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Doc. 59.-battle of Tranter's Creek, N. C. Fought June 5, 1862. A correspondent of the Philadelphia Inquirer, writing from Washington, N. C.; June sixth, gives the following particulars of the battle at that place: Since the rebel citizens ofhe troops out, and if possible, find and dislodge the enemy, who were reported to be in strong force near and beyond Tranter's Creek. The gunboat Picket, Capt. Nichols, was detailed to take part in the movement, and proceeded up the Tar River, sheltown through a drenching rain at nine o'clock P. M. The following is a list of killed and wounded in the fight at Tranter's Creek: Twenty-Fourth Massachusetts. Sergeant George L. Litchfield, Co. A, Roxbury, Mass., killed; Private Leroy Dorlarners without any incident of note occurring, and without the slightest trace of the enemy. We were now a mile from Tranter's Creek, and as it was known that the bridge on the main or Greenville road had been destroyed, the column took another road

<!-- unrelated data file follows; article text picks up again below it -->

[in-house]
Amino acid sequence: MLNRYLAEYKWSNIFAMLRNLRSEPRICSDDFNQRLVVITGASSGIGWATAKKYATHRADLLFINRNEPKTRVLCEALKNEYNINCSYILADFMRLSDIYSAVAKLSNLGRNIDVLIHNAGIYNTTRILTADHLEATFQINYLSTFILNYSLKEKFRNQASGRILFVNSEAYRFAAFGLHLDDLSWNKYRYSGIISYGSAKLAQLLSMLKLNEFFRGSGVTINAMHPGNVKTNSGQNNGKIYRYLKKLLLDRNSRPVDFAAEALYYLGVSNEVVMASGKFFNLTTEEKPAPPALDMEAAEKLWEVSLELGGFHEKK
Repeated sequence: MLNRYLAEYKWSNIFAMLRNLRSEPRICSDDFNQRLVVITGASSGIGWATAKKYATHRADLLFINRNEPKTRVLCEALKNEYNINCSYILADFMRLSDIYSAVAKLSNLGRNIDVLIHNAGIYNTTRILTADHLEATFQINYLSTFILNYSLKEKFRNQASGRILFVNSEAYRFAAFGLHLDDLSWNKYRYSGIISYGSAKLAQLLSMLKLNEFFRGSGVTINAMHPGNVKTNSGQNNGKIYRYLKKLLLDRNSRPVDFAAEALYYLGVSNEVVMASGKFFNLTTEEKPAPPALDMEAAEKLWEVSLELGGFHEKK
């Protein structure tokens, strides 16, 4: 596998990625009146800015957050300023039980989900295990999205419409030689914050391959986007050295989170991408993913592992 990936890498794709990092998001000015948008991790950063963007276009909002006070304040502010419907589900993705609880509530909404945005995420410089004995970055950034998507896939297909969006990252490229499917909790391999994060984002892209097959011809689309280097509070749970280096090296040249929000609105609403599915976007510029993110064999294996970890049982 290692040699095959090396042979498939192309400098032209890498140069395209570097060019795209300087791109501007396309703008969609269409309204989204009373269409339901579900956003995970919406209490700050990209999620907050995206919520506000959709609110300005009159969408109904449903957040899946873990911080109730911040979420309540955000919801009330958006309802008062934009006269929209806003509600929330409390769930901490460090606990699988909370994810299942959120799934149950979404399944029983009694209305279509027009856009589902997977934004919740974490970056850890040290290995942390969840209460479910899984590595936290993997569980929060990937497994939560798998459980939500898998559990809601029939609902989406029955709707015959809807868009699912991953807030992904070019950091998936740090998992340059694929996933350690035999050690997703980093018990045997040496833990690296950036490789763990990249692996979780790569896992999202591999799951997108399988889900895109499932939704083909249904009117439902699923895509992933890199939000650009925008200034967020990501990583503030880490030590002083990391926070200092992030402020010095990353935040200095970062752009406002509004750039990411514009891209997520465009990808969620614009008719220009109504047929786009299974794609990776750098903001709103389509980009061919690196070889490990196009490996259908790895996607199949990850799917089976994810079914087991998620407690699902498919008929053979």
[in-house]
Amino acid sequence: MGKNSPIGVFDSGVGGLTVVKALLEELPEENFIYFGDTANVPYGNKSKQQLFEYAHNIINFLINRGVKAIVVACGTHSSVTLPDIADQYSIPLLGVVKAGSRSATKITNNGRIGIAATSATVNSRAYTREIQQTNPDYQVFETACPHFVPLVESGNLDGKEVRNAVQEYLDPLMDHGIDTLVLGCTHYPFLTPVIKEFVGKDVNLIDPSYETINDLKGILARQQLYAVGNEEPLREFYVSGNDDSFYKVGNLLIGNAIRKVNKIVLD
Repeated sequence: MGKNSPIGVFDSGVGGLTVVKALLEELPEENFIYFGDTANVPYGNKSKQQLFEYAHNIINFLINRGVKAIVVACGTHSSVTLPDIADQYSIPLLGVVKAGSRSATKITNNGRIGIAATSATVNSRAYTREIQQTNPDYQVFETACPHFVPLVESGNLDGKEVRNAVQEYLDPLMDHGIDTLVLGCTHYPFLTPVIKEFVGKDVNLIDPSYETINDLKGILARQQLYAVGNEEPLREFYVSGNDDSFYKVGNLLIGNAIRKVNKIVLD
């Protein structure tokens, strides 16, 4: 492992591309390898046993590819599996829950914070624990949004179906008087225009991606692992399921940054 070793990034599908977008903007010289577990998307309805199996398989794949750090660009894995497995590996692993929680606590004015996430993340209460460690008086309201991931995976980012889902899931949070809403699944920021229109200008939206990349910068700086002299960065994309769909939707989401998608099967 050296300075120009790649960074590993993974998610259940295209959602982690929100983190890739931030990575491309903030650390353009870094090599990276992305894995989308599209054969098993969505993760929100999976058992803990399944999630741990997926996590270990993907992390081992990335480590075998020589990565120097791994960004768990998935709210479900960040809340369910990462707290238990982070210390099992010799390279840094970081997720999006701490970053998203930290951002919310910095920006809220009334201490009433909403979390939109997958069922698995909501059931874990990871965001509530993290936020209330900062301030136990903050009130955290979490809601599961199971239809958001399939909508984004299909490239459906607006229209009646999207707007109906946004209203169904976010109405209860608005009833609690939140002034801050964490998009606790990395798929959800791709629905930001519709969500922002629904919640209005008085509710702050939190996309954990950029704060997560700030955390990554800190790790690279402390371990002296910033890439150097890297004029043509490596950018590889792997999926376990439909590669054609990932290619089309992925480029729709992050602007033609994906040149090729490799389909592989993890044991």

certain fly-trap contrivances made by the rebels on the Greenville road, for the purpose of catching my mounted patrols whenever they should venture beyond their usual limit of four miles, I made yesterday a reconnoissance with my company to Tranter's Creek, a distance of eight miles, where they were said to have a large force on each side of the stream. I advanced cautiously, with my advance-guard dismounted and acting as skirmishers, but could discover no signs of the presence of an enemy un sawed off, and a breastwork of logs and lumber constructed on the other side; but, as I said before, no indications of the presence of rebel troops could be found. I mention these little particulars merely to show that our late battle at Tranter's Creek has had a salutary effect on the enemy, and that we shall probably not be molested here for some time to come. Very respectfully, your obedient servant, G. F. Jocknick, Captain Commanding Company I, Third New-York Cavalry. First Lieutena